Frenzied Hong Kong musical about young people in show business
THE YELLOW MUFFLER (1971) is one of a number of musicals directed for Shaw Brothers in Hong Kong by Japanese director Inoue Umetsugu. I've seen three of the others he directed and reviewed one previously for IMDb (HONG KONG RHAPSODY). I've also seen and reviewed other Hong Kong musicals from Shaw Bros., including BLUE SKIES, THE LARK, and LES BELLES. THE YELLOW MUFFLER, the last of Umetsugu's HK films, is arguably the oddest of the group with an over-the-top melodramatic plot and a large group of young characters who come off as consistently naïve and immature throughout. The cast is strictly third-tier and the insipid songs subpar even for a musical like this. There are plenty of eye-rolling moments, but at the same time I found the whole thing fascinating. It's not quite like any other film of its type.
The main characters are three starstruck sisters and their magician father (Ku Wen-Chung), whose act is stale and old-fashioned yet he refuses to let his daughters join him or perform on their own. Eventually, he leaves Hong Kong to try to revive his career in Taiwan and takes the youngest daughter, Ziyin (Yueming Shen), while the two older sisters, Baihong (Betty Ting Pei) and Qinping (Irene Chen Yi-Ling), stay in HK to try to make it in show biz. After an unsuccessful stint at the nightclub where their father worked, they implore their songwriting friend Peilin (Paul Chin Pei) to get them jobs at the movie studio where his childhood buddy Jiang Xiliang (Tsung Hua) works as an assistant director. Jiang has ambitions of being a director and fashions a script for a musical that he hopes to pitch to the studio head. The sisters send letters to their younger sister telling her falsely that they've become superstars at the Crown Cinema studio, when they're actually working as stand-ins and stunt doubles for the studio's temperamental star, You Meng (Ling Ling). Their father goes blind and eventually returns from Taiwan with Ziyin and expects his purportedly successful daughters to take care of him and pay for an operation to restore his eyesight. They try to keep the truth from him as long as possible while Jiang tries to get his movie off the ground. In order to get the money to pay for the father's operation, Jiang makes a sacrifice that threatens his budding relationship with Baihong. There's a steady stream of additional twists and turns in the plot, many of which you'll be able to see coming well in advance.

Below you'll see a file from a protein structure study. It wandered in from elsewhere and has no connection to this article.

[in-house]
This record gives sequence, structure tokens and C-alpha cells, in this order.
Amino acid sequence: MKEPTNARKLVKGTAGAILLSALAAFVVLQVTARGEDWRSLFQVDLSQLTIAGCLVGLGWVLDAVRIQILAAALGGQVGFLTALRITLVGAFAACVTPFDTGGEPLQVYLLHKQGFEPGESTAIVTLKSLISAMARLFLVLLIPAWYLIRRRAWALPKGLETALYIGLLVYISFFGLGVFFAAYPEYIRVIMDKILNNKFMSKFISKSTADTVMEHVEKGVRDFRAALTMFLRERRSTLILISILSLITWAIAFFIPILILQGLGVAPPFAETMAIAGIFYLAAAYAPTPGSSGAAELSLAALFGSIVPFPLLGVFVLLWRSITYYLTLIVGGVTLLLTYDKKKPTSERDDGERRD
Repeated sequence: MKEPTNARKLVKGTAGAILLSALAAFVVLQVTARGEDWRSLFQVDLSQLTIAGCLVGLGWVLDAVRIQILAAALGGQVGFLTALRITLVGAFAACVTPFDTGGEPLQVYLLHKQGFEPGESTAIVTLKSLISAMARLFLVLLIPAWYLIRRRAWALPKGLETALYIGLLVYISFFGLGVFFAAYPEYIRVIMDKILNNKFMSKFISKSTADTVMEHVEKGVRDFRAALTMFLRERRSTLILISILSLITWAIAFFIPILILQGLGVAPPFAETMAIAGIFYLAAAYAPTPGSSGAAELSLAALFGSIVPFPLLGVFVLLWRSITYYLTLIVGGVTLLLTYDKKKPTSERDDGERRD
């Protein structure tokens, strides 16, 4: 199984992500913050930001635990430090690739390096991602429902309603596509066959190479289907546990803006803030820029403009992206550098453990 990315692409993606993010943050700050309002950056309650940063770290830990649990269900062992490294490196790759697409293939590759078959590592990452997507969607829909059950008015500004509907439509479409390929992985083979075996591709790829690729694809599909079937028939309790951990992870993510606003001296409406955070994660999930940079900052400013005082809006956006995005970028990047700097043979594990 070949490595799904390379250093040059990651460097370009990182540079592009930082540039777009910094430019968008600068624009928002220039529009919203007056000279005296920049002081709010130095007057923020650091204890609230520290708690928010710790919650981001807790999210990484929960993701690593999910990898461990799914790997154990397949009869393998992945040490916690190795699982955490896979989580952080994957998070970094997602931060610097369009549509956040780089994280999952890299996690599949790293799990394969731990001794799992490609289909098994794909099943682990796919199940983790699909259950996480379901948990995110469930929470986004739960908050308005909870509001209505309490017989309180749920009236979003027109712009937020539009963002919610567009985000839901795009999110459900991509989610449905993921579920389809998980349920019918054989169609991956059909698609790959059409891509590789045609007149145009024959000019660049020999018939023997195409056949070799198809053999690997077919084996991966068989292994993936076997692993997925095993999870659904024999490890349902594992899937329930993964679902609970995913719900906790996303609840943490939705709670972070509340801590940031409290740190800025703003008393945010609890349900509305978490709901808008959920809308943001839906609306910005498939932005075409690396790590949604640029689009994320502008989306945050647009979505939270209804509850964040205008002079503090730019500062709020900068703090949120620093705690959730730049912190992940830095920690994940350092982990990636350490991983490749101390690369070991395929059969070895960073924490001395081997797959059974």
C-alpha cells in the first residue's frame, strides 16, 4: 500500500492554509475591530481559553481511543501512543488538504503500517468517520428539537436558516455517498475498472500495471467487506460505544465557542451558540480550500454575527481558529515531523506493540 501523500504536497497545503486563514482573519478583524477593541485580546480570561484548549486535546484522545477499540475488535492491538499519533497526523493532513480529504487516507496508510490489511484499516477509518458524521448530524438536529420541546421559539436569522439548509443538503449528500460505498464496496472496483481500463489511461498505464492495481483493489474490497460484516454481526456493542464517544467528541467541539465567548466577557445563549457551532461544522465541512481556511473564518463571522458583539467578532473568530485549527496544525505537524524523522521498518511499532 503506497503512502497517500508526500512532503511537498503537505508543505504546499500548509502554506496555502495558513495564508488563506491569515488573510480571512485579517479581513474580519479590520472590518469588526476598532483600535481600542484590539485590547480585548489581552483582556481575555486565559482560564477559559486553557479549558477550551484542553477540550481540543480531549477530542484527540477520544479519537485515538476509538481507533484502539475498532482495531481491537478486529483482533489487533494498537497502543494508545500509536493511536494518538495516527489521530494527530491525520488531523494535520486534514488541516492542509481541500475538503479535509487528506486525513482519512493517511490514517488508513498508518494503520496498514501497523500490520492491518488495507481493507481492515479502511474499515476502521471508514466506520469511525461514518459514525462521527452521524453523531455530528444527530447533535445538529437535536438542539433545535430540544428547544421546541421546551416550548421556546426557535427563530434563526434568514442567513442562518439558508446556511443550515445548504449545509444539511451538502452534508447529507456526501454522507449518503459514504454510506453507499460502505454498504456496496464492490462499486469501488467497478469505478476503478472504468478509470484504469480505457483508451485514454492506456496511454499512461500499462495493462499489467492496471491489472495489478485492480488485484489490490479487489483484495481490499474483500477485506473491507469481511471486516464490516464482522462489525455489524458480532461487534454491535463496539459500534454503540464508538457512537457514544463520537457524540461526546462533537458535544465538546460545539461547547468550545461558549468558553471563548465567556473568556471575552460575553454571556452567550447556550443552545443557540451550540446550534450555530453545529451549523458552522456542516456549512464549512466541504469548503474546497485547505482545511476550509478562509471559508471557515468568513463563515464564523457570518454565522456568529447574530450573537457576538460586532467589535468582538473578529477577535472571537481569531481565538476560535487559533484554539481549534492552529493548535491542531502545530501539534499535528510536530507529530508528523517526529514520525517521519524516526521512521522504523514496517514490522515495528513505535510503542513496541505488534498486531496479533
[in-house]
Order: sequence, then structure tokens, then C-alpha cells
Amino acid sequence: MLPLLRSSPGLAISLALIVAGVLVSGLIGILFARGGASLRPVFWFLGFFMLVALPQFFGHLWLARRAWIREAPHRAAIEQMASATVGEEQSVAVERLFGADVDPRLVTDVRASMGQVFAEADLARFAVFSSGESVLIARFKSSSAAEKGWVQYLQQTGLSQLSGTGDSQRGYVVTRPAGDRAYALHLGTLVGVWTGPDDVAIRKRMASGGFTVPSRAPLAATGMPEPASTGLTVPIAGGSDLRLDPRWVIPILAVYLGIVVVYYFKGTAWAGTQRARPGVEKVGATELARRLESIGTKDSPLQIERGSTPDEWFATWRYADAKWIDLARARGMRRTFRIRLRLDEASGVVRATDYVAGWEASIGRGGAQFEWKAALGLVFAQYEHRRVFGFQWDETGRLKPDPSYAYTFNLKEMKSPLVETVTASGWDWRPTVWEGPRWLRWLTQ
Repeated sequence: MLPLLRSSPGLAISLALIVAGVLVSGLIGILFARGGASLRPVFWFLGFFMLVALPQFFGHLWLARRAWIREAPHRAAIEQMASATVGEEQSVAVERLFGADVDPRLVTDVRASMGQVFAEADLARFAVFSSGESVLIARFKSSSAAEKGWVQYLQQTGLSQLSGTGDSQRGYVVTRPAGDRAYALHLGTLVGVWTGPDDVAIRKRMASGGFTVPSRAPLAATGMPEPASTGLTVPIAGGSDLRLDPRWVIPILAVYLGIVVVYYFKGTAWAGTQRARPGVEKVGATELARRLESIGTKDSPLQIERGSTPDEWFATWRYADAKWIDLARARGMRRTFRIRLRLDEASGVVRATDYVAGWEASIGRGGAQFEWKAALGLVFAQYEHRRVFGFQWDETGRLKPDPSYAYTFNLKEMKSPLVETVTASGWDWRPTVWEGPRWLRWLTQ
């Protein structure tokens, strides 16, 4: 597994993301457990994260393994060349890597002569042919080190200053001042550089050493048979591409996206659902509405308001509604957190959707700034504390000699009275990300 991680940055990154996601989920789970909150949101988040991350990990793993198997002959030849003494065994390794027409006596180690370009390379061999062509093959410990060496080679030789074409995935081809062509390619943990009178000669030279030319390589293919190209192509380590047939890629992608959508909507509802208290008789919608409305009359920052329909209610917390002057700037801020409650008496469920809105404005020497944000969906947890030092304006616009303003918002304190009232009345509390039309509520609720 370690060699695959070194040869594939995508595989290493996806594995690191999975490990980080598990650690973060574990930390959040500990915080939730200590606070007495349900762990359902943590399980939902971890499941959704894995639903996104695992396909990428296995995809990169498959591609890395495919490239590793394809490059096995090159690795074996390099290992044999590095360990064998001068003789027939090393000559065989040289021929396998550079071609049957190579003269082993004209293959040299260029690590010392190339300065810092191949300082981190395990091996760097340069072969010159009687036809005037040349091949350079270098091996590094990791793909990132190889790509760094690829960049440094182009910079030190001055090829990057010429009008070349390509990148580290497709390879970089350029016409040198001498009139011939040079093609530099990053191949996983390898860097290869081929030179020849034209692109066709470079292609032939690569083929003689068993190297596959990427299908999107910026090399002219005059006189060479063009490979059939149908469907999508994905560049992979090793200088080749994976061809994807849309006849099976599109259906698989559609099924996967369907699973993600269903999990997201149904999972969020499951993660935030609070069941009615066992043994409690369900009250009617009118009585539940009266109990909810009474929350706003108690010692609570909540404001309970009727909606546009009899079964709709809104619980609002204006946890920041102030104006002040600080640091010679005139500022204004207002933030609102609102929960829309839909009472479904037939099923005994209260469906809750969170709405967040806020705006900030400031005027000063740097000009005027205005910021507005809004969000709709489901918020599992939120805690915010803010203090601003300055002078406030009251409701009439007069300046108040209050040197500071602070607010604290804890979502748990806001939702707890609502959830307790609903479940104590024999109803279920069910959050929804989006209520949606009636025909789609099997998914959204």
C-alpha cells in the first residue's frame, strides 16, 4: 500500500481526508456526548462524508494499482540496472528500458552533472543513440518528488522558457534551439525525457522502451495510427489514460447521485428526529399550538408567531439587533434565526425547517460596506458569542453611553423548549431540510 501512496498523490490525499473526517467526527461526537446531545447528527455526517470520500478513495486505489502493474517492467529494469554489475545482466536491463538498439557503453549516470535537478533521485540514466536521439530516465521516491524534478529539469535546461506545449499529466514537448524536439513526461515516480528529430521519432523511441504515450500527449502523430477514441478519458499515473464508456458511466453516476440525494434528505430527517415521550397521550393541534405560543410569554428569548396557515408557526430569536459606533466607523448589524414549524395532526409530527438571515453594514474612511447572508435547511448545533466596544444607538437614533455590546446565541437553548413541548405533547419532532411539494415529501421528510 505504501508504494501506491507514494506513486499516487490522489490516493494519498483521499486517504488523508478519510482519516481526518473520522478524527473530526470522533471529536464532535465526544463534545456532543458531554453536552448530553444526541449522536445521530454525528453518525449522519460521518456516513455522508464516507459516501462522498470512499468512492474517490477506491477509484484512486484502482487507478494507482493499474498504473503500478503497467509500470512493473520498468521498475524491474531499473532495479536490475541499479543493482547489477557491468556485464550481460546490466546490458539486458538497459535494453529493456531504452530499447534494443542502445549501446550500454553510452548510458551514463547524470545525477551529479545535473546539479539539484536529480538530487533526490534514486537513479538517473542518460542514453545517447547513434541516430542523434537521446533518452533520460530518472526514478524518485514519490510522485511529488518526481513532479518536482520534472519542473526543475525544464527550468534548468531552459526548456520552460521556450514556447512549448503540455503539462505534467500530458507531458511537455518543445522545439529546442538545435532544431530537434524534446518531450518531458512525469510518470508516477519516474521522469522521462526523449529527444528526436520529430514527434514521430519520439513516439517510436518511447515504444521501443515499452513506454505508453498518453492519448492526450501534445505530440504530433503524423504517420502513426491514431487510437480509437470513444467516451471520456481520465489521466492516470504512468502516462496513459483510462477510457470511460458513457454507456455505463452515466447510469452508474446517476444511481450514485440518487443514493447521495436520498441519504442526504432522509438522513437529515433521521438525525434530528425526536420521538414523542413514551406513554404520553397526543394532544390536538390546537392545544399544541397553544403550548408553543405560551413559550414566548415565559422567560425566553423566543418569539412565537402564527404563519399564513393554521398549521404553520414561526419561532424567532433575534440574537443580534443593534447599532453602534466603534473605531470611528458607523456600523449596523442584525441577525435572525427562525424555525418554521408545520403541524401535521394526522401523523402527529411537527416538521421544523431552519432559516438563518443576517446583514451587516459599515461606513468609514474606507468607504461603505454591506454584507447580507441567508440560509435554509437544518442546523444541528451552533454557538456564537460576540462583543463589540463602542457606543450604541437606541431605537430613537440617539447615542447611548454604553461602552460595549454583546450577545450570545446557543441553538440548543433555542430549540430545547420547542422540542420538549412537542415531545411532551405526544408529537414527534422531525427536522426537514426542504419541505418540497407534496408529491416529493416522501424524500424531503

Some of the songs are performed in nightclub, party and studio settings, while others are fantasy numbers, usually revealed to be dream sequences. The studio songs have colorful sets and a full complement of dancers as seen in one elaborate number with a "Singin' in the Rain" theme and a chorus line in raincoats holding umbrellas. The "yellow muffler" of the title, a fashion accessory meant to show camaraderie among Jiang and his team of future musical stars, inspires a lavish number that includes red and blue muffler segments as well. Some numbers erupt spontaneously as in the coffee house scene where Jiang and his film crew friends introduce themselves in song to the two sisters, welcoming them into their group and inviting them to join them in the communal "godown" (warehouse) where they live, continuing the song as they show them around the shabby, rundown space with such lines as "We're friends living in poverty," culminating in an elaborate group dance. Most of the songs are overly optimistic and basically consist of pep talks for the largely unsuccessful (and untalented) set of characters.
The film has none of the musical stars who enlivened the other Hong Kong musicals I've seen and few Shaw Bros. actors of any note. Tsung Hua, who plays the aspiring director, was largely known for his roles in swordplay films for Shaw, usually in supporting roles. Betty Ting Pei, who plays the oldest sister, was never a major star and is best known today as the woman who was with Bruce Lee when he died of a cerebral hemorrhage in Hong Kong in 1973. The character of an adolescent girl appears late in the film and is eager to join the musical troupe and get a part in their production. Her character's family connection is eventually revealed and plays a role in the fate of the planned musical. The actress who plays her, Niu Niu, is easily the liveliest musical performer in the film, making me wish she had entered the film much sooner. Niu Niu played a series of delightful characters in a handful of the studio's better martial arts films of the 1970s, including THE SWIFT KNIGHT, BRAVE ARCHER 2, INVINCIBLE SHAOLIN, THE SWIFT SWORD, and BRAVE ARCHER 3, all of which I've reviewed here.
It's always interesting to see Hong Kong movies depict their own movie-making process and here we get to see the crew at "Crown Cinema" shoot a wide range of films, including a period martial arts film. The director depicted, however, is supremely incompetent and uses the sisters as stunt doubles despite their complete and utter lack of training and experience. It's played for comic effect, but if actual Shaw productions were made this badly, no one would ever have gone to see them.
The film opens with the three sisters going to a theater to see HONG KONG NOCTURNE, an earlier film by the same director which had much bigger stars in the roles of three musical-minded sisters, Cheng Pei Pei, Chin Ping and Lily Ho. We see clips from that film's big musical finale, which outclasses any of the numbers in this film. Director Umetsugu apparently wanted to use his very last Hong Kong production to remind us of one of his best.
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